So what’s the Apple cash for buying a Mac through these sources? On the surface it would more likely be 2% than 3%. Yes/no….??

    [Right now I have a card which gives me 3% on all Amazon purchases, but B&H also saves sales tax, plus their sales prices, plus the 2% I could get with an Apple card, so that’s the biggest savings I see.]

    1. Sony has a program where regardless of what vendor and/or credit card you use to purchase Sony products, you can submit the receipt and get Sony Points. Wonder if Apple would consider a similar program.

      1. I think Apple price match only matches the price of the product and does not match any other savings you may receive as cash back, points, etc. that you would receive using each of those vendor’s cards. For example, now that Amazon sells Apple products, will a consumer use Apple’s card to get 3% back or Amazon’s card to get 5%?

  2. Okay but:

    When can I link my card to my spouse’s card so we can actually have a household budget and a unified bill?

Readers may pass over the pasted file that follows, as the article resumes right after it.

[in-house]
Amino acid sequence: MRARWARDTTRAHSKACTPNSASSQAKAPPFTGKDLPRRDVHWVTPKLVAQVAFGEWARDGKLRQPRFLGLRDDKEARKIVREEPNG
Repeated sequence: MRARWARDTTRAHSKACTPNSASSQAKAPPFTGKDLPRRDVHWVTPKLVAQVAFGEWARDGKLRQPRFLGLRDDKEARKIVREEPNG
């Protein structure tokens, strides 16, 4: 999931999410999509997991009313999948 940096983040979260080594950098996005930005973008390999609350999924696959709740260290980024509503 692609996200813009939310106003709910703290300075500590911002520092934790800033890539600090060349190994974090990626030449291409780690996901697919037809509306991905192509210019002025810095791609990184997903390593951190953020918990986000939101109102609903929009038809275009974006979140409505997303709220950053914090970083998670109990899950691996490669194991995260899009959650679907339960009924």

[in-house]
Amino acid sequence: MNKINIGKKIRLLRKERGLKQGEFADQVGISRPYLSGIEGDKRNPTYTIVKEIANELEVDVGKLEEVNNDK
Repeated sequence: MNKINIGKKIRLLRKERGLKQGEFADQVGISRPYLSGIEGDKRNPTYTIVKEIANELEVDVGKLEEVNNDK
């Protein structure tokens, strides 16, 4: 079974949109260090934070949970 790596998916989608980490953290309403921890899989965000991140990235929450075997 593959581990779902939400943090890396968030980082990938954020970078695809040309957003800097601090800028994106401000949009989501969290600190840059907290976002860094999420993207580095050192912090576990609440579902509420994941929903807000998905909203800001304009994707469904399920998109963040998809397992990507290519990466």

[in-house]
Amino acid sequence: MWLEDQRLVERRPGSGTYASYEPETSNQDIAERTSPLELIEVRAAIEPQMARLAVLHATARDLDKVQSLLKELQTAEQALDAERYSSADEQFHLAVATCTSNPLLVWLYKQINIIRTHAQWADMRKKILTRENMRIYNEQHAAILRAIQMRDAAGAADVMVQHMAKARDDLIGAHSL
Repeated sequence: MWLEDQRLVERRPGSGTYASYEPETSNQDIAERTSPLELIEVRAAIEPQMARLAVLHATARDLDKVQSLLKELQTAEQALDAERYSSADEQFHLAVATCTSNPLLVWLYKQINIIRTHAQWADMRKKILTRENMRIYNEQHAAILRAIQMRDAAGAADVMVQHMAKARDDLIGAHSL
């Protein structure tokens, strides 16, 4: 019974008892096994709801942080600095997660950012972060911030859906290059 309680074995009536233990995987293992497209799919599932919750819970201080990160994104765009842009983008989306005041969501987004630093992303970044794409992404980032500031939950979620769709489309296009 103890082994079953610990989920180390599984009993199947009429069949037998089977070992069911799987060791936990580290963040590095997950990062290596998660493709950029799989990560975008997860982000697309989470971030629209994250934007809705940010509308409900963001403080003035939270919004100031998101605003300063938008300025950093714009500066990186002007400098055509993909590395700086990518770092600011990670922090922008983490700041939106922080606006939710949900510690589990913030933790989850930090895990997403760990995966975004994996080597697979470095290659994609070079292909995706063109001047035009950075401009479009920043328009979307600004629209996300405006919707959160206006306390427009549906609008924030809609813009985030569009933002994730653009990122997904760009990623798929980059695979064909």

Why can’t my 18 yo get an Apple Card. You say you can’t ensure he is him, but wouldn’t you want to lock in 18 year olds who are heading to college and getting their first credit card?
    Why do every Apple service show up on the bill as Apple Services? A key selling point is that you have smart data so people can interpret bills, but when I get an “Apple Services” bill I have no idea what it’s for — Is it Netflix? Is it extra iCloud data? Is it Apple Music?

    I’m kind of giddy about this card. It feels lame to say so, but it’s exciting to have real control about this credit account. So let’s work the kinks out posthaste, EmK?

    1. It’s a days-old product. MDN’s headline about it “getting better on day one” should be read for what it is — “Apple is going to need some time to figure this out.”

      Why giddy about giving Apple more of your money?

  3. Let say you have the physical card and you lose it without knowing. Can’t somebody just use it to a store like a regular credit card thus making it non secure still since majority of store don’t even check for ID?